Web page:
Diamond Harbour, New Zealand
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Diamond Harbour is a small settlement on Banks Peninsula, in Canterbury, New Zealand. It is on the peninsula's northern coast, on the southern shores of Lyttelton Harbour, and is administratively part of the city of Christchurch.
The area was named by Mark Stoddart, who bought 500 acres (200 ha) of land in the area in 1856. The name is applied not only to Diamond Harbour proper but to the nearby settlements of Church Bay, Charteris Bay, and Purau. In the 2006 census, this area had a population of slightly under 1,400.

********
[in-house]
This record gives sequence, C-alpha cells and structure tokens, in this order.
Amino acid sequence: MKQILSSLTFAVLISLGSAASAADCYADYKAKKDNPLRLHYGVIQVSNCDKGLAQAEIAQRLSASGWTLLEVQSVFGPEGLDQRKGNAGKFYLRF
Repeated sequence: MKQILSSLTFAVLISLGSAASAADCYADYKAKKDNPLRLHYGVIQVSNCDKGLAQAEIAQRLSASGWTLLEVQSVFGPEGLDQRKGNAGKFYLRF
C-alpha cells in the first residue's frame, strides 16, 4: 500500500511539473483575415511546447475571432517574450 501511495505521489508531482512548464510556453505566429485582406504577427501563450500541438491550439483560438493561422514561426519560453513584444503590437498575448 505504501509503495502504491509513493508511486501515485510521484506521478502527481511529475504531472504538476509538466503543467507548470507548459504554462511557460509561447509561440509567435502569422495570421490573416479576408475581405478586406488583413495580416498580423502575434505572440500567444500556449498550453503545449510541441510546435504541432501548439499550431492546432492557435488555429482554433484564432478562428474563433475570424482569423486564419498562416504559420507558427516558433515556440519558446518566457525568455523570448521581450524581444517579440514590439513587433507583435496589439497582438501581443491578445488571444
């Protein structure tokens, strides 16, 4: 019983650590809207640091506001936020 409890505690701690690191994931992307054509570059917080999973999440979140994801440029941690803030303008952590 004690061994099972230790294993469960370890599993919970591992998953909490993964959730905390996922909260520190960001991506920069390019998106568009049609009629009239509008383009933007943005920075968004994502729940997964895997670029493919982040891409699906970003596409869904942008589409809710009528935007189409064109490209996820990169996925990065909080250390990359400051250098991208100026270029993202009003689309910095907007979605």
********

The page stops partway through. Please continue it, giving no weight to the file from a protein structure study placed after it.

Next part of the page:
A ferry connects Diamond Harbour to Lyttelton, on the harbour's northern shore. In combination with buses from Lyttelton to Christchurch, this allows residents of Diamond Harbour to commute to the city.
Until 2012 Godley House, built in 1880 by Harvey Hawkins on land purchased from Stoddart, was still standing. However, it was critically damaged in the 2011 earthquake and has since been demolished. Stoddart Cottage, built for Stoddart's wedding in 1862, is the oldest building still standing, and was registered by the New Zealand Historic Places Trust as a Category I historic building in 1990. The artist Margaret Stoddart grew up in the cottage.
The centre of the village has two cafes, a library, community hall, medical centre and a small post office, all overlooking the village cricket pitch.
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